BUSINESS
May 27, 2013 | By Andrew Maykuth, Inquirer Staff Writer
Peco Energy Co. crossed the wrong customer when it dismissed Mari Jensen's complaint two years ago. "I'm told I am like a dog with a bone," she said. Jensen lives in Concord Township, Delaware County, with her husband, Arthur. They spent about $30,000 in 2010 to install a rooftop solar system on their Sleighride Road ranch house. For the last 19 months, the Jensens have fought a surreal David-and-Goliath battle with Peco over the formula the utility uses to pay them and other owners of solar systems for the power they produce and sell to the grid.
NEWS
April 5, 2013
Pennsylvania's Marcellus Shale drilling fee revenue fell by 3 percent to $198 million last year because of lower natural gas prices, according to figures released Wednesday by the Public Utility Commission. Gas companies were assessed an impact fee of $45,000 for each of the 1,357 new horizontal wells drilled in 2012. In 2011, first-year wells were assessed an annual fee of $50,000. The impact-fee law provides for the levy to decline if the price of natural gas goes down, said Jennifer Kocher, the PUC's spokeswoman.
NEWS
February 15, 2013
The Pennsylvania Public Utility Commission fined Germantown Cab Co. $9,950 on Thursday for overcharging customers and failing to meet vehicle requirements. The company, which provides taxi, paratransit, and limousine services, set its meters to charge a higher rate than its PUC-established rate, the commission said. Vehicles also failed PUC inspections by not properly securing a rear seat, not displaying a required complaint decal, not displaying PUC certificate numbers, and not having a fuel tank filler cap in place.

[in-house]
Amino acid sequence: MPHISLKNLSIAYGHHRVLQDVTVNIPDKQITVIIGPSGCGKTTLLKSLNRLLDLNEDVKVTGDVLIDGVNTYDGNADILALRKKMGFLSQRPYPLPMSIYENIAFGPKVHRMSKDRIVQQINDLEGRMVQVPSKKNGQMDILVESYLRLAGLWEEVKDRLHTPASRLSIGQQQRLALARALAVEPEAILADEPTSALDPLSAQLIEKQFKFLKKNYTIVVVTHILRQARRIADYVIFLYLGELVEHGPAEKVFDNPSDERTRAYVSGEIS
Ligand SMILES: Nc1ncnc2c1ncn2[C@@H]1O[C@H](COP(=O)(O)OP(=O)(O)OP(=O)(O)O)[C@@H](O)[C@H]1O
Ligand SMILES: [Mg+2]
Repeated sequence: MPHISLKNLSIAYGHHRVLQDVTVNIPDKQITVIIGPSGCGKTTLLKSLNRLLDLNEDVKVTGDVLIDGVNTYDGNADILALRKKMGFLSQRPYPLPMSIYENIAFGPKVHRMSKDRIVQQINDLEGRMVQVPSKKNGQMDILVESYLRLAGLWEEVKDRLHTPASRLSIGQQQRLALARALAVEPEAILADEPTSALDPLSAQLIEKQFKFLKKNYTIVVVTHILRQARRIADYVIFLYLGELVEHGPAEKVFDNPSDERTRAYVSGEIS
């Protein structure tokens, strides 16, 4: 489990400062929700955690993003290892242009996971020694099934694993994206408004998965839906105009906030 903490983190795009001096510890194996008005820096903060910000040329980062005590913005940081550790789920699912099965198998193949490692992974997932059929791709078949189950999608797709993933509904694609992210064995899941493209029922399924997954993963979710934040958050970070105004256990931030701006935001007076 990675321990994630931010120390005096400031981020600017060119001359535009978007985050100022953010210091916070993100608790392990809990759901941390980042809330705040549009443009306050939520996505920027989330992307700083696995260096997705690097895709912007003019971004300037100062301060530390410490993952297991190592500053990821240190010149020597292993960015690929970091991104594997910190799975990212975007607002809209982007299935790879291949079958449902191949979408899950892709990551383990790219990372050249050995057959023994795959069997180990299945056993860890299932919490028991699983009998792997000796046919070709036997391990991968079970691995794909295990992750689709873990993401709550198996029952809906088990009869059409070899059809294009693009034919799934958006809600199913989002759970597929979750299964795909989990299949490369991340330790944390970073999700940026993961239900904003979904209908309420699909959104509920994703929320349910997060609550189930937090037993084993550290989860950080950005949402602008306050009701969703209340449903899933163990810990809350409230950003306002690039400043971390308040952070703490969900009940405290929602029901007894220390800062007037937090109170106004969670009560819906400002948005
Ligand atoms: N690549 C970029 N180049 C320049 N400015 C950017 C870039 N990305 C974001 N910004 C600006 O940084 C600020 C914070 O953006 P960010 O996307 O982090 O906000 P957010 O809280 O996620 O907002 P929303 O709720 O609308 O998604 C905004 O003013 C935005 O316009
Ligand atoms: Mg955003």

BUSINESS
February 1, 2013 | By Andrew Maykuth, Inquirer Staff Writer
The Pennsylvania Public Utility Commission is stepping up promotion of natural-gas shopping for residential customers, a once-moribund market that is showing signs of life. The PUC this week formally launched PAGasSwitch.com, modeled on the agency's successful electricity-shopping website. While nearly two million electricity customers, or 35 percent, have signed up with competitive power suppliers, the market for natural gas is more subdued. About 350,000 gas customers, or 12 percent, have switched.